Sam Shepard, one of America’s greatest playwrights who had a successful side career as an actor, died on Thursday from complications of ALS. He was 73.
Born Samuel Shepard Rogers III in Fort Sheridan, Illinois, Rogers moved to the New York City in the early-1960s. He quickly became involved in the Off-Off-Broadway community, adopting the pen name of Sam Shepard. It is here that he began his playwriting career, with his first play, Cowboys, being put up in 1964.
Shepard would win six Obie Awards between 1966 and 1968, which caught the attention of Hollywood producers. He became a screenwriter on such films as Me and My Brother and Zabriskie Point.
He would also partner with rock legends Patti Smith (who was his lover at the time) for 1971s Cowboy Mouth, and Bob Dylan, for whom he would write the film Renaldo and Clara in 1978.
Shepard would have an acting role in the latter, and it, along with a role in Terrence Malick’s Days of Heaven the same year began his film acting career in earnest. His resume would range from Oscar worthy fare like The Right Stuff (which earned him a Best Supporting Actor nomination for his role as Chuck Yeager), Frances, Steel Magnolias, Black Hawk Down and August: Osage County to more middle-and-low-brow fare such as Baby Boom, The Pelican Brief, Swordfish, Bandidas and Stealth.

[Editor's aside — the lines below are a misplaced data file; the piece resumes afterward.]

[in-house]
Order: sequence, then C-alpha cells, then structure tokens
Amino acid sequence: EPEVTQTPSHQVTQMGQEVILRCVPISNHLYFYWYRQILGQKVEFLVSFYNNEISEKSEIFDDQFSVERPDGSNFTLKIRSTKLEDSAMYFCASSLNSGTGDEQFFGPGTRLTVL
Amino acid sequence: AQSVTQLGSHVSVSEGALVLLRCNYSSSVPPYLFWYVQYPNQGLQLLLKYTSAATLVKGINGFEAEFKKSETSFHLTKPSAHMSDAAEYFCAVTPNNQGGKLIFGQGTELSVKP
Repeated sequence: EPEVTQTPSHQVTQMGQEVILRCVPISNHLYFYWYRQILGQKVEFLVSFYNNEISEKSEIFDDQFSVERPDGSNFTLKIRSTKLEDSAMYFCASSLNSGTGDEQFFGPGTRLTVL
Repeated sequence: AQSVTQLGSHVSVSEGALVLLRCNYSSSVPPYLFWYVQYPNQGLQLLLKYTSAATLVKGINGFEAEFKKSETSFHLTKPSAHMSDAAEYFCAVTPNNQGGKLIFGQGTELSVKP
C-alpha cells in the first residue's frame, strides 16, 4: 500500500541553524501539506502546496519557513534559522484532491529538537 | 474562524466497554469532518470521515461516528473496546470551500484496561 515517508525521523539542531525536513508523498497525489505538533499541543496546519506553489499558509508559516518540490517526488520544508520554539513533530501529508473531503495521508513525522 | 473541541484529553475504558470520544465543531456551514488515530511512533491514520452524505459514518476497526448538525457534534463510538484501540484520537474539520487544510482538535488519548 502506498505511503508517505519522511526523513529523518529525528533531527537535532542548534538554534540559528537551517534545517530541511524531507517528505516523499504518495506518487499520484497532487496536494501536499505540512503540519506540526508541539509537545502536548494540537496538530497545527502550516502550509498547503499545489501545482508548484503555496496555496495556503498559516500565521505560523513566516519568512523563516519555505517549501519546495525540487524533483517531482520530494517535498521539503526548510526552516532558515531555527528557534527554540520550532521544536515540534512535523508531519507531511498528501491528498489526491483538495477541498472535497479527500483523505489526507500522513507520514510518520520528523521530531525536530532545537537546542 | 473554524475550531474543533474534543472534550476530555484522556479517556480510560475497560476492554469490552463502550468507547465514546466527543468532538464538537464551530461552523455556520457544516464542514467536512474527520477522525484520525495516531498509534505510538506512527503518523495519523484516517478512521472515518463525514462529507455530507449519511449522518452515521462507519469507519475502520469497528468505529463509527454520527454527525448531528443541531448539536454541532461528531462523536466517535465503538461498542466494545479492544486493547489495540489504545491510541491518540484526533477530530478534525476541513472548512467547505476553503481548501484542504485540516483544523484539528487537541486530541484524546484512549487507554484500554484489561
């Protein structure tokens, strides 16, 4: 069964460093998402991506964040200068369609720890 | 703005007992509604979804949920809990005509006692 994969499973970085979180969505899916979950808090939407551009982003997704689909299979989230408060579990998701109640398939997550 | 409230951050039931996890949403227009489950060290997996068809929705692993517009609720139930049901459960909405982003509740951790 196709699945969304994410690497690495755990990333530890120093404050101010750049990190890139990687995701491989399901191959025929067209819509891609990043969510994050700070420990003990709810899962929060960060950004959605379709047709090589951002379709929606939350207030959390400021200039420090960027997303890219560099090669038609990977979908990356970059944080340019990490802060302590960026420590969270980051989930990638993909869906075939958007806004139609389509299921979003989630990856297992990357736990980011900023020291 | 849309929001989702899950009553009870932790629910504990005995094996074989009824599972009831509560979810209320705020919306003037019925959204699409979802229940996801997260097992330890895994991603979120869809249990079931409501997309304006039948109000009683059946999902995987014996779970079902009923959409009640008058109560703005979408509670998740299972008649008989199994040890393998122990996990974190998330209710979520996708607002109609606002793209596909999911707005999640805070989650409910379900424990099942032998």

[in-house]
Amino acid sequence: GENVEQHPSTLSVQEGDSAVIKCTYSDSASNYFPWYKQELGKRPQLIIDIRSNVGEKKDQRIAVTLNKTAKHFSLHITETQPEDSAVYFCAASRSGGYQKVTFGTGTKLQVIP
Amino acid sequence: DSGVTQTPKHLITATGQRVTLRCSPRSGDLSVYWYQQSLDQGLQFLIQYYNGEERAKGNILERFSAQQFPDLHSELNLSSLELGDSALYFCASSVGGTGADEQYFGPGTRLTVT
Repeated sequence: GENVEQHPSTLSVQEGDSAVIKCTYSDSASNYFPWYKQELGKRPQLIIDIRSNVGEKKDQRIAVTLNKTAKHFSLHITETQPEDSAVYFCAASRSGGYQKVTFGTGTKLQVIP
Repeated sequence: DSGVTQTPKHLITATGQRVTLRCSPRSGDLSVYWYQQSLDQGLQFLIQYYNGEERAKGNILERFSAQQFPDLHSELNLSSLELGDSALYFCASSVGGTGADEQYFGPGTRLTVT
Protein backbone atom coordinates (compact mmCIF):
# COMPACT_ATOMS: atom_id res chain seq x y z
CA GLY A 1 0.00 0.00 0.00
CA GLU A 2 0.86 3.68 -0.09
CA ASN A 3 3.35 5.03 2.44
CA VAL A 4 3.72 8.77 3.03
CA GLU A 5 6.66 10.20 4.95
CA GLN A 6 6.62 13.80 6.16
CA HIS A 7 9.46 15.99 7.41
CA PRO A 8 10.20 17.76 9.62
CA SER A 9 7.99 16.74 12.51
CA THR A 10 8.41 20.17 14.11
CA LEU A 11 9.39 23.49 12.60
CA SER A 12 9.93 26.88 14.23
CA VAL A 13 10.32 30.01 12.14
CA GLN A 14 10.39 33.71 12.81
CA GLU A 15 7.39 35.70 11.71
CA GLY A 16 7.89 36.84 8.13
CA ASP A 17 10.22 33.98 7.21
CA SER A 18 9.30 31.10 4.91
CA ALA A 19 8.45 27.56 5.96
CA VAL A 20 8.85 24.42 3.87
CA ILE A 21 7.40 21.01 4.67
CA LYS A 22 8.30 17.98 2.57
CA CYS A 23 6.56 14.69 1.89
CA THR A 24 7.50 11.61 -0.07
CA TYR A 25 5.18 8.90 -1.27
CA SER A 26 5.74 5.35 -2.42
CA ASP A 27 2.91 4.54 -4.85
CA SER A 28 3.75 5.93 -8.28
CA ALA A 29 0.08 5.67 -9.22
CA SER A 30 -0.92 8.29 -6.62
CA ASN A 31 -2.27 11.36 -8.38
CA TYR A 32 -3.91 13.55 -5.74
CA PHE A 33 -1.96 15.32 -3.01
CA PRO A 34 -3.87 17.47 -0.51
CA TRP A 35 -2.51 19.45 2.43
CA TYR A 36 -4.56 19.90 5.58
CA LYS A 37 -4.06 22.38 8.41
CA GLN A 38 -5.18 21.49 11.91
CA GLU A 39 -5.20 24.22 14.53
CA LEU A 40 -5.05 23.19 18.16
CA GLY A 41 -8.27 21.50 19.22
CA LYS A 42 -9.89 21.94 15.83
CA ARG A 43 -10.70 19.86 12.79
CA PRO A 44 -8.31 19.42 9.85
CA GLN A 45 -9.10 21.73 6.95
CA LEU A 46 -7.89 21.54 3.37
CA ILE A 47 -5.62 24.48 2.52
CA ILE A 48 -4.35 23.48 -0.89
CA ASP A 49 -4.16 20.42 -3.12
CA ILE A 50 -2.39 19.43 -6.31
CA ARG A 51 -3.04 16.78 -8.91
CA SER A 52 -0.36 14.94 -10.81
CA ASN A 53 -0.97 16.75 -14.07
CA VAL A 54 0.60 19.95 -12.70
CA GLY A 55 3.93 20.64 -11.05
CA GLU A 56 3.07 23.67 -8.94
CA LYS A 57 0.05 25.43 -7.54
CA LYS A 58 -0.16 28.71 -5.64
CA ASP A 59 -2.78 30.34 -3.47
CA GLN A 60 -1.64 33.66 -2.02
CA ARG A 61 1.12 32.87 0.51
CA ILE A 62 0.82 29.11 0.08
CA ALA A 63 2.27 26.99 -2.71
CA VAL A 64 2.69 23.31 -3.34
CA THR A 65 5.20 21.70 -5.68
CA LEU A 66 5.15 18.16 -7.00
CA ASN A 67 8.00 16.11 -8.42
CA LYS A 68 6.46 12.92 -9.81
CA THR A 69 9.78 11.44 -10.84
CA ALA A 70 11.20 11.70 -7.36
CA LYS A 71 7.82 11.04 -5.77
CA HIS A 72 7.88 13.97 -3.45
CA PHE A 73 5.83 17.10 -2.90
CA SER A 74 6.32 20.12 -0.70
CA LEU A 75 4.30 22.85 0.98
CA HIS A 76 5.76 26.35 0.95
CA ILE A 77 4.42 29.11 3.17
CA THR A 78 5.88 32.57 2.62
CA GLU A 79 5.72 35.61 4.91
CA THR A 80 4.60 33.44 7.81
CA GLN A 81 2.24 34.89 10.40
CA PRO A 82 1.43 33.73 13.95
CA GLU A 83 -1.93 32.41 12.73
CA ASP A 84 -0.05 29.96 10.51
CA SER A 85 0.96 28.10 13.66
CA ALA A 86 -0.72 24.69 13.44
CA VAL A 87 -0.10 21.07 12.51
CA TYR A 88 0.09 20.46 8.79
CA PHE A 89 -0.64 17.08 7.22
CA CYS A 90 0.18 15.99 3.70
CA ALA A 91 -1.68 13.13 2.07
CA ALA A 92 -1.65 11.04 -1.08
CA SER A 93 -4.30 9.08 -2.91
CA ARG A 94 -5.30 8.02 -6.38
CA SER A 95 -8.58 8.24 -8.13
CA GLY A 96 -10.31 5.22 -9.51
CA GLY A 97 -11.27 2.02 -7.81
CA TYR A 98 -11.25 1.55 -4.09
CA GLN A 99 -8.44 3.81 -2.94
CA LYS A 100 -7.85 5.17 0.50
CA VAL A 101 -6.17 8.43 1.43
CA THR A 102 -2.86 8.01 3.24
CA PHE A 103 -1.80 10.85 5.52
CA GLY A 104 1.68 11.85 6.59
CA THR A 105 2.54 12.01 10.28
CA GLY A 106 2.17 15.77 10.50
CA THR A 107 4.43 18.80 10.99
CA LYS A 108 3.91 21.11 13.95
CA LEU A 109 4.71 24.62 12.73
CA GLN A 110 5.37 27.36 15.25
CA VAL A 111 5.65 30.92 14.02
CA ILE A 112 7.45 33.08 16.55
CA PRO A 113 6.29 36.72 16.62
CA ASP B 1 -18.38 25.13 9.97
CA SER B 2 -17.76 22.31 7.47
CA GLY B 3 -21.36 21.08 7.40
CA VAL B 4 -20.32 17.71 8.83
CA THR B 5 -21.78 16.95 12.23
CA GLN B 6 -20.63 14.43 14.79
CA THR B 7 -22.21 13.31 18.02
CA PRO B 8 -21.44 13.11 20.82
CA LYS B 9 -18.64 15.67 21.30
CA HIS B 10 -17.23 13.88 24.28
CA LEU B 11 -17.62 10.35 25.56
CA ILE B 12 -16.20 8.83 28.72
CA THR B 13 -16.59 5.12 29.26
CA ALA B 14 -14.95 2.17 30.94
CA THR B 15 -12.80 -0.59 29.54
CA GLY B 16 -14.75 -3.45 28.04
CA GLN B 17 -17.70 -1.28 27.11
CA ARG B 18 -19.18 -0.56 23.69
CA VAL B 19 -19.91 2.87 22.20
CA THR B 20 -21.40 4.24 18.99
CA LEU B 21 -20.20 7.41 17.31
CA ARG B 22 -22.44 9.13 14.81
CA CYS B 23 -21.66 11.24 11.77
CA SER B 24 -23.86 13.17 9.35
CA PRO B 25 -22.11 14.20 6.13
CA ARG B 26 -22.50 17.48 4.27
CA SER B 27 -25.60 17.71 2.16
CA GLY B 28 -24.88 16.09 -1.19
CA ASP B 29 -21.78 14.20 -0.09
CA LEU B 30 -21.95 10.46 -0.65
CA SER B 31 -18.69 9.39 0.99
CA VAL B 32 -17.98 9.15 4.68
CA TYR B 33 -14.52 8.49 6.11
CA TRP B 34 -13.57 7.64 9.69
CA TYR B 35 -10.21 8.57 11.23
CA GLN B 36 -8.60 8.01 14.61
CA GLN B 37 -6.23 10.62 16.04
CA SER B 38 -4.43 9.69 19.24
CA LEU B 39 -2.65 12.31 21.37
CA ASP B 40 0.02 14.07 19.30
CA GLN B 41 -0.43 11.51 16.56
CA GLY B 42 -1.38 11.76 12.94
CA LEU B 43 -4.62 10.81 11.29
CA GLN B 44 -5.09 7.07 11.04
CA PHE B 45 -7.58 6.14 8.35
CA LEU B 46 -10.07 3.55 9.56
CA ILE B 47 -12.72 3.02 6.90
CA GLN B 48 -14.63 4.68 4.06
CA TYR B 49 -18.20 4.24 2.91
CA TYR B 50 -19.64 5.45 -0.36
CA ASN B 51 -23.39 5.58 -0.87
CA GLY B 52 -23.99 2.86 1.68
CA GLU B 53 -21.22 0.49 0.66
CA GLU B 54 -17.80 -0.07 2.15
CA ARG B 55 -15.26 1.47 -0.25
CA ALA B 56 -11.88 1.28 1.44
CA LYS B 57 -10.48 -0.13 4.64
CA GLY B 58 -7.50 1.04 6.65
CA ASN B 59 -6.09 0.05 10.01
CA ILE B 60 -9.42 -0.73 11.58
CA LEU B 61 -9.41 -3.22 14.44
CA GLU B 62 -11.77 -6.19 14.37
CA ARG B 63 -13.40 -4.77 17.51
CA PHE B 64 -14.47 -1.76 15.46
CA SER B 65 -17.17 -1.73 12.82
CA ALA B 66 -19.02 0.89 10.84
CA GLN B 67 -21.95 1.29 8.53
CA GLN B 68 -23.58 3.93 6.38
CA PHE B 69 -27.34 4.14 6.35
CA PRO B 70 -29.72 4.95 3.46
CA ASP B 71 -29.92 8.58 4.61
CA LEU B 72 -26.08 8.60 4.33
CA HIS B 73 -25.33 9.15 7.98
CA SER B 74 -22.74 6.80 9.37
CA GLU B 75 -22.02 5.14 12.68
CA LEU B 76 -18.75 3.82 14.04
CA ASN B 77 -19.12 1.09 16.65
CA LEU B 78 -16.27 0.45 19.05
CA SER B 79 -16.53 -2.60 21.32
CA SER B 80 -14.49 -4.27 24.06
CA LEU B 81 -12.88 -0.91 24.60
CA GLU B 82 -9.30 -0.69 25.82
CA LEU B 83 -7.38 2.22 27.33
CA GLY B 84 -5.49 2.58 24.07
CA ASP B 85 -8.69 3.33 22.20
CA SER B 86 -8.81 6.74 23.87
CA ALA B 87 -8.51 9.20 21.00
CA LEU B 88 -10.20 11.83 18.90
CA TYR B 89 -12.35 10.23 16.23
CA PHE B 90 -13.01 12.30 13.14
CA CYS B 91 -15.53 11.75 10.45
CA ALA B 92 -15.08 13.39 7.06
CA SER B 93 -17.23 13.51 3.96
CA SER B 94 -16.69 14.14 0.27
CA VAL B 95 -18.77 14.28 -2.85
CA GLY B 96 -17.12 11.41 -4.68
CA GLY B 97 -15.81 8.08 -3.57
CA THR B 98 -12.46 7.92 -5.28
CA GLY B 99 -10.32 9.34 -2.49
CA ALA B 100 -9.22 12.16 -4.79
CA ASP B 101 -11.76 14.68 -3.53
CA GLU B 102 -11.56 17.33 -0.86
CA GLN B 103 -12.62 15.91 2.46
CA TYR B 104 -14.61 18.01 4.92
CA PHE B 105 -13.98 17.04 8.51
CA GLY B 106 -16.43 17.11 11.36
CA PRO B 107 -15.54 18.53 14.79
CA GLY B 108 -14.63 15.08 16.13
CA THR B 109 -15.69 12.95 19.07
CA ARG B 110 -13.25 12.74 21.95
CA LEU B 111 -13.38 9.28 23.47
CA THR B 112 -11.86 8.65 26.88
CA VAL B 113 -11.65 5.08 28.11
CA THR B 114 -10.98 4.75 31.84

In 1979, Shepard would write Buried Child, which would win him the Pulitzer Prize for Drama. A number of his plays would be adapted for the screen, most notably Fool for Love. The 1982 play was adapted for the screen by Robert Altman in 1985, and Shepard played the lead opposite Kim Basinger. Other Shepard plays adapted to the big screen include True West, Simpatico, and Curse of the Starving Class. The 2003 documentary This So-Called Disaster: Sam Shepard Directs the Late Henry Moss documented Shepard attempting to stage that play.
Shepards most recent acting work was on the Netflix TV show Bloodline. His final film work was Never Here, which premiered last month at the Los Angeles Film Festival.